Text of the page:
Before seeing “Works by Balanchine, Martins & Peck” this week at the Kennedy Center, I had only known the New York City Ballet (NYC Ballet) as a researcher: through old films and the words of dazzled writers in the age of legendary founder and choreographer George Balanchine, now deceased.
Those years are gone. In this performance, there was no Patricia McBride pirouetting around the stage, no Balanchine in the wings, no “sense of life’s old story,” in the words of critic Joan Acocella. Instead, there was a company of uniquely talented men and women, dancing in the long shadow of Balanchine and through the aftermath of the scandal surrounding recently resigned director Peter Martins. And I thought they danced beautifully.
The company performed five ballets: three choreographed by Balanchine (Divertimento No. 15, Tschaikovsky Pas de Deux, and Symphony in Three Movements); one by Peter Martins (Zakouski), and one by Justin Peck (Pulcinella Variations). The Kennedy Center Opera Center Opera House Orchestra, conducted by Daniel Capps, accompanied the performances. Each was loveable — Divertimento No. 15 for combining precise footwork with easy, graceful port de bras, each ballerina fascinatingly juxtaposed with herself. I loved Zakouski, a lighthearted duet between Indiana Woodward and Roman Meja, for its playfulness. As the pair bowed, I said to my friend beside me, “I really liked them,” as if they were funny, entertaining friends who had dropped by. I thought Pulcinella Variations was wonderfully exuberant, and Symphony in Three Movements wonderfully strange.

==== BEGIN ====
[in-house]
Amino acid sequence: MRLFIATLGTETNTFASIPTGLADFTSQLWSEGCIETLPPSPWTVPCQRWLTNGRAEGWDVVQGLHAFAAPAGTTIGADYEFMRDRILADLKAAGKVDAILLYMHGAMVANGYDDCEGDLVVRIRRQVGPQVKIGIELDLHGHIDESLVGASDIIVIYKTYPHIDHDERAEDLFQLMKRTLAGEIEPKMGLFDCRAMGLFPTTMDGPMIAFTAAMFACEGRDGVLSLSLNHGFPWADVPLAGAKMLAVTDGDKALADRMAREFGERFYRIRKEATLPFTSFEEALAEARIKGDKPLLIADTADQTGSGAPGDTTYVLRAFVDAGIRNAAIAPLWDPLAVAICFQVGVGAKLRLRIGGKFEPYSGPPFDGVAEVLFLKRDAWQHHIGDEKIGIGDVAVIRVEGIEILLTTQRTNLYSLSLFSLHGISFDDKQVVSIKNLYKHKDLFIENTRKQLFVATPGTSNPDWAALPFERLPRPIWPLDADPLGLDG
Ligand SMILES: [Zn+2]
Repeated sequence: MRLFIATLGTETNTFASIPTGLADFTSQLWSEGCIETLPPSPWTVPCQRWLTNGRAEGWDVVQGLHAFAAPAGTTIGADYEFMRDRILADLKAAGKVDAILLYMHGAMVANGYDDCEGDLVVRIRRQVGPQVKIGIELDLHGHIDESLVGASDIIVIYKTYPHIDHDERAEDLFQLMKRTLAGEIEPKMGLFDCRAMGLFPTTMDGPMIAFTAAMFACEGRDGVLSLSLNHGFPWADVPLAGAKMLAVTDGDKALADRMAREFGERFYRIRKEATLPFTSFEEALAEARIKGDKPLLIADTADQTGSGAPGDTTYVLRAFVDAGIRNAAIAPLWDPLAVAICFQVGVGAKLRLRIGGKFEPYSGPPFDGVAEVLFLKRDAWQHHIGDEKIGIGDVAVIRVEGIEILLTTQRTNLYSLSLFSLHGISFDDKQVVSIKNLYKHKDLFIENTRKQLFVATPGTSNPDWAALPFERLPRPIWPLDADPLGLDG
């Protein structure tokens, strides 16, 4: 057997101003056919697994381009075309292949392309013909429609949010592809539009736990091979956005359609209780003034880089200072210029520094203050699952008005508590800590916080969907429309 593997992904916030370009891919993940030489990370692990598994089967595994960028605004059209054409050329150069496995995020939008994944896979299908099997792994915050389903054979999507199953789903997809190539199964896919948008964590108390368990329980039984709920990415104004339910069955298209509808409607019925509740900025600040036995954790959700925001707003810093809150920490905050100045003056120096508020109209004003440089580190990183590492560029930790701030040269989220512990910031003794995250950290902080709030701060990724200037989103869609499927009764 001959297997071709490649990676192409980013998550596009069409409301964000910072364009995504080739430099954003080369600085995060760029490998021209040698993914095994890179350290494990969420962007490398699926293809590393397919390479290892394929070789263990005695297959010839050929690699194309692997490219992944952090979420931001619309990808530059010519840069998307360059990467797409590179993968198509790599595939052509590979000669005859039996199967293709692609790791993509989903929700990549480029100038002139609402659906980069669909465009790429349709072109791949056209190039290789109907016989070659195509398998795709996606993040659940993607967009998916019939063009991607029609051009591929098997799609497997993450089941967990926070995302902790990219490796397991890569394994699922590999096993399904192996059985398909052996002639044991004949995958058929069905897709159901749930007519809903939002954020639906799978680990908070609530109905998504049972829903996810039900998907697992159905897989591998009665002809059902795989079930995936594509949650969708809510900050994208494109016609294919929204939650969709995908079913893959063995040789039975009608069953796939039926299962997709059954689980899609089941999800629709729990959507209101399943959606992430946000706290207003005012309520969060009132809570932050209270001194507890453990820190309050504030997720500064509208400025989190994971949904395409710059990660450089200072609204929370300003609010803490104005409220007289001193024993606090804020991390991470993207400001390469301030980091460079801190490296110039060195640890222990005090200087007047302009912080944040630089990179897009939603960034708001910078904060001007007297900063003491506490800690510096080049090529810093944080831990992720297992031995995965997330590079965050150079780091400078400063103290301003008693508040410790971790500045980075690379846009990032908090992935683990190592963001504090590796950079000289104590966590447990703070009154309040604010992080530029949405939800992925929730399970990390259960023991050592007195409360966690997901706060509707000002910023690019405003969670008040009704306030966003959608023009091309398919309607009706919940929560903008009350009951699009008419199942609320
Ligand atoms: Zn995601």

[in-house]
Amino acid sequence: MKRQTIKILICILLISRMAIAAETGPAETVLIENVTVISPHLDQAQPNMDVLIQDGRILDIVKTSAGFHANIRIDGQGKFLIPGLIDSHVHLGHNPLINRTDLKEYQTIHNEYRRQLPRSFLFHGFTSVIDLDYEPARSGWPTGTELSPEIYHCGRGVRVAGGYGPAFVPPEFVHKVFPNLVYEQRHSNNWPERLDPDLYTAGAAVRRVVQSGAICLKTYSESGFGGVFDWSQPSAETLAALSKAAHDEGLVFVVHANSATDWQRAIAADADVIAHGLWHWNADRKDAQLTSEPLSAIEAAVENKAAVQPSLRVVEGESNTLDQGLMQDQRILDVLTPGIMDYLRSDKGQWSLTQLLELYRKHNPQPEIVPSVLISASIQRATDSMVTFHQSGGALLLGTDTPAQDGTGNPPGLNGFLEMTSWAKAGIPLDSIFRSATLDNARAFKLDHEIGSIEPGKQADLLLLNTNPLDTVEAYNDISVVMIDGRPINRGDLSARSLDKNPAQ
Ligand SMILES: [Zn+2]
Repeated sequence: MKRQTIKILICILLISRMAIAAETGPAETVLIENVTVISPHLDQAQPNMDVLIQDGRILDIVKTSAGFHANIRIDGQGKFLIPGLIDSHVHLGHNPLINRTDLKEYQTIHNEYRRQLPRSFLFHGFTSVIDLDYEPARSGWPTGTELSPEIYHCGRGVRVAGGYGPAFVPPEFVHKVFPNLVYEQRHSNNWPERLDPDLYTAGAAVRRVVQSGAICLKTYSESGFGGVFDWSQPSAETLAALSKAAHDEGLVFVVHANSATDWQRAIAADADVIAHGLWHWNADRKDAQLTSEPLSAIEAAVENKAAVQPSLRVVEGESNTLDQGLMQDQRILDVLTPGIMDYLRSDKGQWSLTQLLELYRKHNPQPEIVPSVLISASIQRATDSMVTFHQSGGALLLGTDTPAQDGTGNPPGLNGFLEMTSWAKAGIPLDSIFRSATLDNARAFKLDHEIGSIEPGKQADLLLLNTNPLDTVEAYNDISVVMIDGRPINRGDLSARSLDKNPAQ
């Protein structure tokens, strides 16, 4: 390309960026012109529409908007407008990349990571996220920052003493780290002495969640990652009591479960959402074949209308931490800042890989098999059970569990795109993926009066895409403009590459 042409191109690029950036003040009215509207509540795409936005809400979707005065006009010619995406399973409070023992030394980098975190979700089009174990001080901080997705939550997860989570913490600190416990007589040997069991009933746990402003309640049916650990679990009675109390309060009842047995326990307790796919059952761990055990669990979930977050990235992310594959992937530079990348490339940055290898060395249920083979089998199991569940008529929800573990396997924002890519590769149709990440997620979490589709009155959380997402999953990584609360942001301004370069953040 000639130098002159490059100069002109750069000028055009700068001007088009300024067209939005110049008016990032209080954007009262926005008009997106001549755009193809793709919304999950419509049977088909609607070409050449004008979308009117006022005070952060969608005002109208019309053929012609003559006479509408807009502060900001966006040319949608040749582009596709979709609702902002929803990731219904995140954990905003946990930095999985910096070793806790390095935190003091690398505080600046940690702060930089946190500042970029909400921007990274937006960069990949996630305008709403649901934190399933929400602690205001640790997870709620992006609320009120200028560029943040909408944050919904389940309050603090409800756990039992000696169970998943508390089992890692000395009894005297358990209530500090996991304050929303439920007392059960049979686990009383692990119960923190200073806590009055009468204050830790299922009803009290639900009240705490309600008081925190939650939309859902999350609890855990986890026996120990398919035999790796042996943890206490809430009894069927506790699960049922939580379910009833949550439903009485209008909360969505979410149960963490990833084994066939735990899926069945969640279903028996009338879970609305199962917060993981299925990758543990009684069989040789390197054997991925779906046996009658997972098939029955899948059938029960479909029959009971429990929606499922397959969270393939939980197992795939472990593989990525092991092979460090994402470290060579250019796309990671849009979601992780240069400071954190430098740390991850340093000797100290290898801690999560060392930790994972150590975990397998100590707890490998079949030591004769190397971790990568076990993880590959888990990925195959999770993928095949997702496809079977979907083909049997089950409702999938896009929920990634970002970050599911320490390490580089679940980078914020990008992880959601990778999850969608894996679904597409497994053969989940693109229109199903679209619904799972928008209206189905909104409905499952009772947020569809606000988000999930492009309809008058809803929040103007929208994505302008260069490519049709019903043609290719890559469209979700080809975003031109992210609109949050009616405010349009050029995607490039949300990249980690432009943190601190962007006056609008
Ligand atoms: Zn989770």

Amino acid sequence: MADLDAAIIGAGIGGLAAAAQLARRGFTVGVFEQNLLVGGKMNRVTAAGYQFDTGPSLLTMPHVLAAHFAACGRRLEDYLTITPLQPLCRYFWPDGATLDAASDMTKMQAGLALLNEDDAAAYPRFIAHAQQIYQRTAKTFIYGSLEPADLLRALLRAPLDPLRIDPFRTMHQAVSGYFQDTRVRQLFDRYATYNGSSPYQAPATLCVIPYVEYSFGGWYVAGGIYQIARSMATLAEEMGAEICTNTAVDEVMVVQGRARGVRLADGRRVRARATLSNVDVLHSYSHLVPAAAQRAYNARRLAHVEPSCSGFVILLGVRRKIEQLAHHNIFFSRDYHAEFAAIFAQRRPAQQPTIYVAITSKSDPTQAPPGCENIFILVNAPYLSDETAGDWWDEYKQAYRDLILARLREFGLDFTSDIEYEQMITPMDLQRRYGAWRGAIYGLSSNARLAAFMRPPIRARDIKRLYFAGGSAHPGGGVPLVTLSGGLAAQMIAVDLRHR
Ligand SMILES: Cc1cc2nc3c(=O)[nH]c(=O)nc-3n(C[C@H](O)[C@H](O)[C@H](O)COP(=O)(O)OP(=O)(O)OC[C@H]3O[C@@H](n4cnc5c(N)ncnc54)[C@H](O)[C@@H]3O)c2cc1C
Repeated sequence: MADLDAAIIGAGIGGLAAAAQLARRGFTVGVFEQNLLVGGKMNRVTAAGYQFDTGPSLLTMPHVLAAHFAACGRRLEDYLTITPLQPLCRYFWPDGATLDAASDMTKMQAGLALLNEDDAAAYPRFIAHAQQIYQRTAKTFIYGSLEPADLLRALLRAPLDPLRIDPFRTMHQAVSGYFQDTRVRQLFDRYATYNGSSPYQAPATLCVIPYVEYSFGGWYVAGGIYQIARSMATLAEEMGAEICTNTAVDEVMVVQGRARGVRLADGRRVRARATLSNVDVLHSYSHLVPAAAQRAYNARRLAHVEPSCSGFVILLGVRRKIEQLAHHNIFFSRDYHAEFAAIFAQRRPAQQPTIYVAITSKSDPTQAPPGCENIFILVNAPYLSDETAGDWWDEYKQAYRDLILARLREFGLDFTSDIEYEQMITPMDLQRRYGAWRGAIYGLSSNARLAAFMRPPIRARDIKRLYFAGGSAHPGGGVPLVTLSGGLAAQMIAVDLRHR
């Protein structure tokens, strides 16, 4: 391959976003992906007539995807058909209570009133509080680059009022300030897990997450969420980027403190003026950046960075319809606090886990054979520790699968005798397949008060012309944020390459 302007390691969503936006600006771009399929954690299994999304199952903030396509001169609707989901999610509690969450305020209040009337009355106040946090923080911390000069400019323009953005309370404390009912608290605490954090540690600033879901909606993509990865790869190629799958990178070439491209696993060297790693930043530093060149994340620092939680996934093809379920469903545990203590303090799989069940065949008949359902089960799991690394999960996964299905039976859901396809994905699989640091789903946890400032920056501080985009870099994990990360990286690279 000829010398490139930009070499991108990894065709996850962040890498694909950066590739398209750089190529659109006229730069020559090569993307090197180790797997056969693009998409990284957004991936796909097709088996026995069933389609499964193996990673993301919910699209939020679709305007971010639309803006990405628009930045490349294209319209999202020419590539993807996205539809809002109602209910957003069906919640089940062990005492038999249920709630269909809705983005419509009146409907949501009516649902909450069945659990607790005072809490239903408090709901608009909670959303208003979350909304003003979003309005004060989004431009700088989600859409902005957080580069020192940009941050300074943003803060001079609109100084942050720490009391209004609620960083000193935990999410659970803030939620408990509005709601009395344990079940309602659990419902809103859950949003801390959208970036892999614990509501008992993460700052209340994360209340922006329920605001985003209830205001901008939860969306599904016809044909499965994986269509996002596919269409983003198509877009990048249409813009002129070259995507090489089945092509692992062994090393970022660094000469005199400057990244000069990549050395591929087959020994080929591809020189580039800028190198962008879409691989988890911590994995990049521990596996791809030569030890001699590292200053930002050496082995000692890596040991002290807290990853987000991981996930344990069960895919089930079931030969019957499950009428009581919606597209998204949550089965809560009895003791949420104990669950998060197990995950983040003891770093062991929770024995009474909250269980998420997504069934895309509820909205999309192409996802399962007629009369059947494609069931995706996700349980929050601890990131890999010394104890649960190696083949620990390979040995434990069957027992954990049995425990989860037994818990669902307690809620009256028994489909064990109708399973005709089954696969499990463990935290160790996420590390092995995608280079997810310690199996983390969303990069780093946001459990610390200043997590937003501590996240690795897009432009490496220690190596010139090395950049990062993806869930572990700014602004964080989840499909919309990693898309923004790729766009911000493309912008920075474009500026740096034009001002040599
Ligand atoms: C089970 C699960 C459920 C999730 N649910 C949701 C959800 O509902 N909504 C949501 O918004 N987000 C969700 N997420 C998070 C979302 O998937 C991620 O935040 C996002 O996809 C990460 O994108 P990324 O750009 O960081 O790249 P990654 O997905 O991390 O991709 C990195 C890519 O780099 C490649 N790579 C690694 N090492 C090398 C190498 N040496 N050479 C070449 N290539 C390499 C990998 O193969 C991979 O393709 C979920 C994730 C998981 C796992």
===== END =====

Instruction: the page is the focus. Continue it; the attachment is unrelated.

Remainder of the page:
“…the strength of “Works by Balanchine, Martins & Peck” was not the dancing, the vivid costumes, or dancers’ endearing smiles, but something much less sexy: the pacing.”
But to me, the strength of “Works by Balanchine, Martins & Peck” was not the dancing, the vivid costumes, or dancers’ endearing smiles, but something much less sexy: the pacing. By pacing, I mean the rhythm and speed at which a performance unfolds, dictated by the order of the individual ballets. For a show that lasts over two and a half hours, pacing is important.
The opening number, Divertimento No. 15, is a more traditional ballet with tutus and Mozart; it’s an intricate ballet that takes concentration to appreciate, like a Russian novel, beautiful but dense. By placing Divertimento No. 15 at the beginning, the NYC Ballet capitalized on our initial enthusiasm at settling into a show. In the middle, when we could have become restless, the company engaged us with Pulcinella Variations, a series of solos and duets by dancers in technicolor, zigzagged, and checkered costumes.
The final dance, Symphony in Three Movements, was weird enough to hold our attention, even late in the evening. The curtain opened upon a diagonal row of ballerinas in matching off-white leotards and high ponytails, jerking their arms back and forth. Men in black pants and three ballerinas in pink leotards and scrunchies (Lauren King, Savannah Lowery, and Tiler Peck) joined them. Set to the strange, pulsing music, Symphony in Three Movements felt like being in a 90s aerobics class in a dystopian world — perhaps too odd for an opening, but perfect for a punchy end.
Running Time: Approximately 2 hours and 33 minutes.
The New York City Ballet presents ‘2 PROGRAMS – Works by Balanchine, Martins & Peck (Mar. 27–29) / Robbins Centennial Program (Mar. 30–Apr. 1).’ For tickets call (202) 467-4600, or purchase them online.